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17 Cards in this Set

  • Front
  • Back
Enumerated Powers
Powers of the federal gov't (ex: declare war, post offices)
impeach
2/3 of House "brings charges"
then simple majority of Senate to convict
17th amendment
Before: Senators were chosen by the legislature in their state
After: Senators are chosen by popular vote in the state
quorum
minimum number of members that must be present to make a session valid
Federalists
supporters of the constitution, unchanged (more for central gov't)
Antifederalists
Against ratifying the unchanged constitution (wanted major changes) more states righters
coalition
an alliance of groups with dif. interests..Madison said coalitions in larger republics would be more moderate/diverse
Habeas Corpus
An order to produce an arrested person before a judge (unamended constitional liberty: cannot be suspended)
Bill of Attainder
A bill passed by congress/states that declares a person guilty (unamended constitiutional liberty: NO!)
Ex Post Facto law
a law that makes an act illegal even though it was legal at the time committed (unamended constitutional liberty: cannot convict someone because of this)
Guaranteed liberties: Unamended constitution
Habeas Corpus, No Bill of attainder or ex post facto law, trial by jury, equal rights for citizens btwn states, no religious test for office, no law impairing contracts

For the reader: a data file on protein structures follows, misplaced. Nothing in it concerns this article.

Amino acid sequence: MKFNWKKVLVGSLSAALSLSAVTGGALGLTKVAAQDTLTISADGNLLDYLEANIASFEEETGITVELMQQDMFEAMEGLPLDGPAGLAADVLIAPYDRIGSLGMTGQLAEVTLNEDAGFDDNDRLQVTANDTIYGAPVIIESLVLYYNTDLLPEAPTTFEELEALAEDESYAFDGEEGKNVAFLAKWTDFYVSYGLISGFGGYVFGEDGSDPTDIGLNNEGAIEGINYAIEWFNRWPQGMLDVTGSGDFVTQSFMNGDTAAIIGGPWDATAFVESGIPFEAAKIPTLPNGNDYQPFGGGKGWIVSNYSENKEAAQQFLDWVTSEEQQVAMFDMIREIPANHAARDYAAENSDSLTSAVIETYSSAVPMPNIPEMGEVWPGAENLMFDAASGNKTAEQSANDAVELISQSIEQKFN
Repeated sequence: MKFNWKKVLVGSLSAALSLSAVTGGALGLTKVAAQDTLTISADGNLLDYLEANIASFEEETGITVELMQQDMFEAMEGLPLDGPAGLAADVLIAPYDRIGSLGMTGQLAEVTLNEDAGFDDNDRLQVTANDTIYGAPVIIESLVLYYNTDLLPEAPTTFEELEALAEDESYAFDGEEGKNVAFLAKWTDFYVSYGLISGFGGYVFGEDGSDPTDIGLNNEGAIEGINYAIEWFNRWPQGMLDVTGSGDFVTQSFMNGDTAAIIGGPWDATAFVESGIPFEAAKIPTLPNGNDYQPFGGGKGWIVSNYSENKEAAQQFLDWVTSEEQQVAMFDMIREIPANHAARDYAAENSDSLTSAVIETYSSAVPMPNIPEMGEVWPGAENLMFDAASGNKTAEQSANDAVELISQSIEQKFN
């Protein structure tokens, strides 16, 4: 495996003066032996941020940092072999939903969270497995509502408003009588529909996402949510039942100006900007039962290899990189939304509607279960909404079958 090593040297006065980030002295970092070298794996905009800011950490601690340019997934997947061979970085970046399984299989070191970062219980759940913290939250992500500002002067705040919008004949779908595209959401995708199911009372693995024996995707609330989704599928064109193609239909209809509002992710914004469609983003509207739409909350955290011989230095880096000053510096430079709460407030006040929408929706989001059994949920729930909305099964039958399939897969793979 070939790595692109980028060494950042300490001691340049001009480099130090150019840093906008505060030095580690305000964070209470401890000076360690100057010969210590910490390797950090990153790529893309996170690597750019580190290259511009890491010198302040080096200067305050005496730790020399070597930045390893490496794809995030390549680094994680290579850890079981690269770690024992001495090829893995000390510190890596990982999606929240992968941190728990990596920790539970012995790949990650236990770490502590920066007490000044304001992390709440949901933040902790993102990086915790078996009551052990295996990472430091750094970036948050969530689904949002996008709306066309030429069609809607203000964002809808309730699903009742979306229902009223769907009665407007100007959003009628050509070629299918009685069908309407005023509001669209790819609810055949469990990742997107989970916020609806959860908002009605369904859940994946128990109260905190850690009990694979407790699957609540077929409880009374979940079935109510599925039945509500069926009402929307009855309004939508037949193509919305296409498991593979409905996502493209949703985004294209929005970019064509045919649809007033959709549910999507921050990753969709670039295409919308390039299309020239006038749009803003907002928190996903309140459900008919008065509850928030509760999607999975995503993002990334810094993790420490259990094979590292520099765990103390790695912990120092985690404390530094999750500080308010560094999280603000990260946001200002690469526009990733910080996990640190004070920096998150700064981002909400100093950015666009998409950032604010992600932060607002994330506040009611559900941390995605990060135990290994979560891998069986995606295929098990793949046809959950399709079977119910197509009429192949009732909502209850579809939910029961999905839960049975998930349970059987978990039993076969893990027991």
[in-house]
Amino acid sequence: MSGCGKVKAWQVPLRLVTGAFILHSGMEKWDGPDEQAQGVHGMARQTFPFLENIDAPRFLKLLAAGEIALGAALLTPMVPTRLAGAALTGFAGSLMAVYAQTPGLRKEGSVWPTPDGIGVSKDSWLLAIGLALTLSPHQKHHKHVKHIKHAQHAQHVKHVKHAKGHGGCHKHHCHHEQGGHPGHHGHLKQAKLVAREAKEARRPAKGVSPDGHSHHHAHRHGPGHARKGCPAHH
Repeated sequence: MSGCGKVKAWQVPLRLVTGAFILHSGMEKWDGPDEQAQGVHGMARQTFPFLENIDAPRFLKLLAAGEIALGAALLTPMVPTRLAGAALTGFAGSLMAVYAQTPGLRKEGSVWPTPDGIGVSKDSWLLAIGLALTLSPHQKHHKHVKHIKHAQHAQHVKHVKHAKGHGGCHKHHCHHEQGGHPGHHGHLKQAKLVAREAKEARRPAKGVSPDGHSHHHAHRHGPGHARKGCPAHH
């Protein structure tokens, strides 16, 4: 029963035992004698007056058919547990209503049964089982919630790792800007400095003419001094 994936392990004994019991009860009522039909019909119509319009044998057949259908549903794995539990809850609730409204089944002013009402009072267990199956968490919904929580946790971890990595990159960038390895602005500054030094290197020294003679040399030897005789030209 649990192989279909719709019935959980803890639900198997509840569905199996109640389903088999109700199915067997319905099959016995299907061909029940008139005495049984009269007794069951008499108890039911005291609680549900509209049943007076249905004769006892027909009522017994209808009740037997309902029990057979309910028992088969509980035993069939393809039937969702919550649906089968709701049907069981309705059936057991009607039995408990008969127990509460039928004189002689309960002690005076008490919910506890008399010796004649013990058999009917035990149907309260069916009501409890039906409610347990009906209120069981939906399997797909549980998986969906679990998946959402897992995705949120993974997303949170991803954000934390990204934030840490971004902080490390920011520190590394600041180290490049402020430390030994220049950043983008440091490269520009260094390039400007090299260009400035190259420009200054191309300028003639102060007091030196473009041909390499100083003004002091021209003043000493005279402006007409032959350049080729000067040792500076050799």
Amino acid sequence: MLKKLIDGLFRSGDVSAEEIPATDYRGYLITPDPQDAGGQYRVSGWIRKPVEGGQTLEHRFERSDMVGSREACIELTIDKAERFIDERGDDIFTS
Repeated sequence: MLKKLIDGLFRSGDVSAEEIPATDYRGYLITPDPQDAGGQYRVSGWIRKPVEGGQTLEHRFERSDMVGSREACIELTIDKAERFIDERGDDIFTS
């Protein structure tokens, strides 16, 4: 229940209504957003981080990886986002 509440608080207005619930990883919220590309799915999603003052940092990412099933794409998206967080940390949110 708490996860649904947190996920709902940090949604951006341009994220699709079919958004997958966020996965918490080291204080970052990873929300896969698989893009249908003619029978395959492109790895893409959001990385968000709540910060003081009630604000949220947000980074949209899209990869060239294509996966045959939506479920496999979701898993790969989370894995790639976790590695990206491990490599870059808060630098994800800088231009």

14th Amendment
Extended bill of rights to states, not just fed govt
Amending Const
Proposed by 2/3 state legis. or conventions
Ratified by 3/4 state legis. or conventions
Line-Item Veto
executives ability to block certain provisions in a bill (advantages for budget, but creates uncertainty)
Marbury vs. Madison
Established judicial review; midnight judges; John Marshall; power of the Supreme Court.
McCulloch vs. Maryland
Established national supremacy; established implied powers; use of elastic clause; state unable to tax federal institution; John Marshall; the power to tax involves the power to destroy.
Gibbons vs. Ogden
Established a broad interpretation of the Commerce Clause; determined Congress power encompassed virtually every form of commercial activity. The Commerce Clause has been the constitutional basis for much of Congress regulation of the economy.